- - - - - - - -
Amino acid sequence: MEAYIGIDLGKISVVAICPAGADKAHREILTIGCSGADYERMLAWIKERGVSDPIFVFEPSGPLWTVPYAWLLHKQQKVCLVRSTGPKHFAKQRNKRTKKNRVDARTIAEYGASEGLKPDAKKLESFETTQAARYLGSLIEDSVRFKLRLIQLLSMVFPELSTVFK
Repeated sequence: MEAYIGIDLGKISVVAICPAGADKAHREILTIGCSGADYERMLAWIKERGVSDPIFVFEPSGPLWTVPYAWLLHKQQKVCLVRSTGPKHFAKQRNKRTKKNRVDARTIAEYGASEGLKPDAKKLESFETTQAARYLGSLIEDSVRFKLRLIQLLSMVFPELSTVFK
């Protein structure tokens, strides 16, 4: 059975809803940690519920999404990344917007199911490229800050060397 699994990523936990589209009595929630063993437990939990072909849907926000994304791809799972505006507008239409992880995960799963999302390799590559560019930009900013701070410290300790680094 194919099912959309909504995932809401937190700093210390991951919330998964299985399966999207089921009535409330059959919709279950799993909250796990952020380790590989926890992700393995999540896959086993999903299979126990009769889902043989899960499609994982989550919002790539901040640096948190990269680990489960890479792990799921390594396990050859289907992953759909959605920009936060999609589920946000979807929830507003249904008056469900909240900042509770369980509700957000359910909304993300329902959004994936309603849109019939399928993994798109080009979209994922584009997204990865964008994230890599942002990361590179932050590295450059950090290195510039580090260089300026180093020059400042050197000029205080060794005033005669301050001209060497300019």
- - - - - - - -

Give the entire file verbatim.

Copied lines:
Amino acid sequence: MEAYIGIDLGKISVVAICPAGADKAHREILTIGCSGADYERMLAWIKERGVSDPIFVFEPSGPLWTVPYAWLLHKQQKVCLVRSTGPKHFAKQRNKRTKKNRVDARTIAEYGASEGLKPDAKKLESFETTQAARYLGSLIEDSVRFKLRLIQLLSMVFPELSTVFK
Repeated sequence: MEAYIGIDLGKISVVAICPAGADKAHREILTIGCSGADYERMLAWIKERGVSDPIFVFEPSGPLWTVPYAWLLHKQQKVCLVRSTGPKHFAKQRNKRTKKNRVDARTIAEYGASEGLKPDAKKLESFETTQAARYLGSLIEDSVRFKLRLIQLLSMVFPELSTVFK
């Protein structure tokens, strides 16, 4: 059975809803940690519920999404990344917007199911490229800050060397 699994990523936990589209009595929630063993437990939990072909849907926000994304791809799972505006507008239409992880995960799963999302390799590559560019930009900013701070410290300790680094 194919099912959309909504995932809401937190700093210390991951919330998964299985399966999207089921009535409330059959919709279950799993909250796990952020380790590989926890992700393995999540896959086993999903299979126990009769889902043989899960499609994982989550919002790539901040640096948190990269680990489960890479792990799921390594396990050859289907992953759909959605920009936060999609589920946000979807929830507003249904008056469900909240900042509770369980509700957000359910909304993300329902959004994936309603849109019939399928993994798109080009979209994922584009997204990865964008994230890599942002990361590179932050590295450059950090290195510039580090260089300026180093020059400042050197000029205080060794005033005669301050001209060497300019």